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IID board seeking other energy options

May 03, 2001|By KELLY GRANT, Staff Writer

The Imperial Irrigation District Board of Directors will be looking at various options to secure natural gas for its electricity generators after its bid in a gas well field was declined this week.

Board President Andy Horne said while the board has contracted gas service through September, the IID directors don't want to wait until the last minute to decide how to bring gas to IID's power plants at the contract's end.

The board gathered information about several options while researching the bid on an interest in a natural gas well field in Durango, Colo. Though the bid wasn't accepted, the information is useful in obtaining gas by other means.

Horne said IID's various options include buying natural gas on the spot market, signing a longer-term contract to buy gas from a supplier, buying an interest in a gas resource like the well field in Colorado or some combination of all three options.


A diversification of sources may work to IID's advantage, Horne said.

Throughout the year, IID requires varying amounts of gas each month. IID uses little gas during the winter but requires large amounts during hot summer months when electricity use peaks in Imperial Valley.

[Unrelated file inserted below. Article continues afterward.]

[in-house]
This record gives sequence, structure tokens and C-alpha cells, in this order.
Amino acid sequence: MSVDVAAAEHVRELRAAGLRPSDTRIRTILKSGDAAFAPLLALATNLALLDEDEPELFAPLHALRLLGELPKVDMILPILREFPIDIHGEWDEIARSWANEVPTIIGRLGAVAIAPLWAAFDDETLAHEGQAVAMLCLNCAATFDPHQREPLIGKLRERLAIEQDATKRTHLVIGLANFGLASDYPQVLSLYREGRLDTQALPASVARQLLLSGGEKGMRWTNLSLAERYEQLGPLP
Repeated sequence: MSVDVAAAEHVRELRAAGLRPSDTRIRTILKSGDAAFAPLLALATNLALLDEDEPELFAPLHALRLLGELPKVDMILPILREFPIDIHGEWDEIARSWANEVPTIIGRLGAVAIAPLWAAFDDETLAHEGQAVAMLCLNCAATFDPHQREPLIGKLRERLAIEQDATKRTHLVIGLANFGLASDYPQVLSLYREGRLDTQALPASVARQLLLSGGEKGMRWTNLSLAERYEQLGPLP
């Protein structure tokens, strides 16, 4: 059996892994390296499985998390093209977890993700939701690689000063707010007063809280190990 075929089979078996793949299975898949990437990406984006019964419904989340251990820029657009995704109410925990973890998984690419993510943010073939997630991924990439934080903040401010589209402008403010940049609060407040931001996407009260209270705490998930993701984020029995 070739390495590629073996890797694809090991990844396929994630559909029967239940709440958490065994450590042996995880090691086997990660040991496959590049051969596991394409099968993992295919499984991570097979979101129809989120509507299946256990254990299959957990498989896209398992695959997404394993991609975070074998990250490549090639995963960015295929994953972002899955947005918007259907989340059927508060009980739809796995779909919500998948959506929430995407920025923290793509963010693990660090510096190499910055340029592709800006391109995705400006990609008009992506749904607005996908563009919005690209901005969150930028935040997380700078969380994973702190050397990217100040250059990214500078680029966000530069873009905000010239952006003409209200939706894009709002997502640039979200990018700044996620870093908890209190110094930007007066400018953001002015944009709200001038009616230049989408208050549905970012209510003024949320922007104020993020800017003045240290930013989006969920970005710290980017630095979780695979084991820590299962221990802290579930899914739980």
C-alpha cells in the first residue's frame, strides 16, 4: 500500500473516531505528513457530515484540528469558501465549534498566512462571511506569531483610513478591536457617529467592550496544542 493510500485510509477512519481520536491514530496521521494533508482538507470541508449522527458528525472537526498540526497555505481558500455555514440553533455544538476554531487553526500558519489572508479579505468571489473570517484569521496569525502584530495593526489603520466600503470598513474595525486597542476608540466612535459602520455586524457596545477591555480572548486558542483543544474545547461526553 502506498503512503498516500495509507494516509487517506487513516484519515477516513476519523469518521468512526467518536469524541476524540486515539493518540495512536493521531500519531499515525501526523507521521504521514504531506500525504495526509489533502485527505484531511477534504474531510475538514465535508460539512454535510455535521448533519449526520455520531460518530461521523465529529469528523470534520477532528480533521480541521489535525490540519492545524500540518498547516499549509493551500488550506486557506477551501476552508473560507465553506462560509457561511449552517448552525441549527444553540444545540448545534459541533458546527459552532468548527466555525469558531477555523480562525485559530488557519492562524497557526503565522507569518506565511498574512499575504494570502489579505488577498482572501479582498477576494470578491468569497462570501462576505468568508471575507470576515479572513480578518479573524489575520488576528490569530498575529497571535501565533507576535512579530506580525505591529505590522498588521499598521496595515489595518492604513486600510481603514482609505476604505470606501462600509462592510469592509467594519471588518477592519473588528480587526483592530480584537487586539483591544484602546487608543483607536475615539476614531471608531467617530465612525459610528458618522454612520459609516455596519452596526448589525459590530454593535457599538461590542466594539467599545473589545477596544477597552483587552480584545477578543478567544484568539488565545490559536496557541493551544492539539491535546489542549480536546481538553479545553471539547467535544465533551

A contract to provide IID with a base amount of gas throughout the year combined with spot market purchases for times when more gas is required, as in the summer, would prevent the high-capacity charges Southern California Gas Co. wants to impose on IID even when IID uses less capacity.

Southern California Gas Co. transports IID's gas supply within the state.

Having an interest in a gas well field could protect IID from high prices on the spot market.

For years the spot market was a cheap and stable way to purchase natural gas until last November when prices jumped dramatically and quickly. Since then, prices have fluctuated, making IID wary of relying on the spot market.

As of last week, natural gas prices were $13-$14 per million BTU on the spot market, Horne said. IID's contract has a locked-in price of $7.90 per million BTU.

When signing contracts, IID risks agreeing to a price that may one day be higher than the daily fluctuating spot market. On the other hand, not fixing a contracted price would leave IID at the mercy of possible high spot market costs.

"We're not in a panic, necessarily, because we have a contract through September," Horne said.

Securing gas is not a problem, Horne added.

"It's possible to sign a contract in one week," Horne said. "The gas is there; it's just a matter of price."

While the board has looked at two contract possibilities of five-and 10-year terms, Horne said IID is not limited to those options.

"It doesn't mean we couldn't sign a two-year contract," Horne said.

For now, the board will continue to examine its options, Horne said. It will watch spot market trends and take recommendations from IID staff and consultants before making any decisions.

Staff Writer Kelly Grant can be reached at 337-3441.

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